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Bash expands variables before expanding pathnames (globbing). Assuming that it did it the other way round (i.e. expand pathnames before expanding variables), is it possible to write a bash script that uses both variable expansion and path expansion, such that the result is the same irrespective of the order of expansion.

I have come up with the following simple bash script.

#!/bin/bash

# Create a variable called myvar1
myvar1=~
echo $myvar1

# Use both path expansion and variable expansion with the ls command
# Assuming the variable was expanded first, the out should be the same as if the path was expanded first. Is my assumption correct?
ls $myvar1/*.txt  

Can someone verify that my script answers the question satisfactorily?

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    Not quite: consider a directory containing a file called $myvar1, and you do ls *. This will expand to potentially many files, one of which is $myvar1. Then (in this hypothetical world) this variable will be expanded to ~ and you will see the contents of your home directory (assuming ~ expansion still occurs after that, otherwise it will attempt to show a file literally called ~)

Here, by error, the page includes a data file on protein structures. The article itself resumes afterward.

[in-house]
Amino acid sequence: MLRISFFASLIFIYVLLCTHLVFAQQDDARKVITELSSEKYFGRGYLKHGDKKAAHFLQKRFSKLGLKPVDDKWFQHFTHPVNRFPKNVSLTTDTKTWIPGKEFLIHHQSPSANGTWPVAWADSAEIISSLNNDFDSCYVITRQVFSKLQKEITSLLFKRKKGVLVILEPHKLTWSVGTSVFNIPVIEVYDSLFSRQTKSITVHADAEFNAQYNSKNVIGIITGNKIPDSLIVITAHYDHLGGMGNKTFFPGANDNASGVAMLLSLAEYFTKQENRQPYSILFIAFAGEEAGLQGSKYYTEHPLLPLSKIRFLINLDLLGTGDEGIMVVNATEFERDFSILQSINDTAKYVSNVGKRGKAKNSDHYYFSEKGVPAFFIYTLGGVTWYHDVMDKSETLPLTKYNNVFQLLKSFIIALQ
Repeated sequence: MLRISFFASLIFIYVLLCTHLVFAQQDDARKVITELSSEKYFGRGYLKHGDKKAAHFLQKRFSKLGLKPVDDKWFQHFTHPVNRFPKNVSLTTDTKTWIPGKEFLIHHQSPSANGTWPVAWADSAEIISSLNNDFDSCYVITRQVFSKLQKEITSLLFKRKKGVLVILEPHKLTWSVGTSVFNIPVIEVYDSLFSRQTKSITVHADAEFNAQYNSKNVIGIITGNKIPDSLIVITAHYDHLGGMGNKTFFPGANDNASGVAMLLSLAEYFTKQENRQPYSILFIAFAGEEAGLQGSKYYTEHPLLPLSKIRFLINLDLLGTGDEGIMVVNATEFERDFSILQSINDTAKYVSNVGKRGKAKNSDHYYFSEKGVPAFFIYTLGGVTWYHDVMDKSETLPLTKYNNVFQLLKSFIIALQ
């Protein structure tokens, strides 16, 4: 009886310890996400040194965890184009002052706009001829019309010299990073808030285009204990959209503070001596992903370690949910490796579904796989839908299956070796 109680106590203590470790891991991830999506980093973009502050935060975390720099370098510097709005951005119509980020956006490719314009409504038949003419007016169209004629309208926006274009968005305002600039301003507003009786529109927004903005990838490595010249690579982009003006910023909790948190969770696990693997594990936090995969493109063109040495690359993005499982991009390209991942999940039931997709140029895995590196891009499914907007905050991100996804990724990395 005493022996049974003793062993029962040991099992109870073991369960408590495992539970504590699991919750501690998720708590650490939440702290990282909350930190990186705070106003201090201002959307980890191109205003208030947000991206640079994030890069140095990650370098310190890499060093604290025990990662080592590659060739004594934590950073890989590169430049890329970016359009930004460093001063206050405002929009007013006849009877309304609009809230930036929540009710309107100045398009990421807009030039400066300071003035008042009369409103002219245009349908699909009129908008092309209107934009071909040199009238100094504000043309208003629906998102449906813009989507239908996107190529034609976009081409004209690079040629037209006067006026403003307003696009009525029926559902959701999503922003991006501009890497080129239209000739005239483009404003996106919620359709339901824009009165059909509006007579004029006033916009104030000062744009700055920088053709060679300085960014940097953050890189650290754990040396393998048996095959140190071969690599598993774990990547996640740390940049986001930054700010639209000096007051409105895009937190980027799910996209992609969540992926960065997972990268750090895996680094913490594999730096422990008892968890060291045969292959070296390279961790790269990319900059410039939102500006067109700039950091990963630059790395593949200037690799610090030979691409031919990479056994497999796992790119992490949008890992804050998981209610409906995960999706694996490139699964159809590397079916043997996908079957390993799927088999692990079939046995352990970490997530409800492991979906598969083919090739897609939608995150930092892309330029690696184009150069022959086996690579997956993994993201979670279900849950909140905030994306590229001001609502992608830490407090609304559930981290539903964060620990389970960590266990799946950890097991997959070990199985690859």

– Fox
    Commented Mar 23, 2017 at 23:07

1 Answer 1

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ls $myvar1/*.txt 

If pathnames were expanded before variables, this would look for filenames matching *.txt in a directory called $myvar1, which you probably wouldn't have. After that, it would expand $myvar1 to the path to your home directory, leaving /home/username/*.txt, which is not the same as expanding the path first and then looking for filenames ending in .txt in the home directory.

In general, since file names can contain $ signs, I think the order of expansion will always matter. Consider any script using a glob like * in a directory containing a file called $PATH.

The opposite, variables containing glob characters, is easier to work around, since you control the values of your variables.

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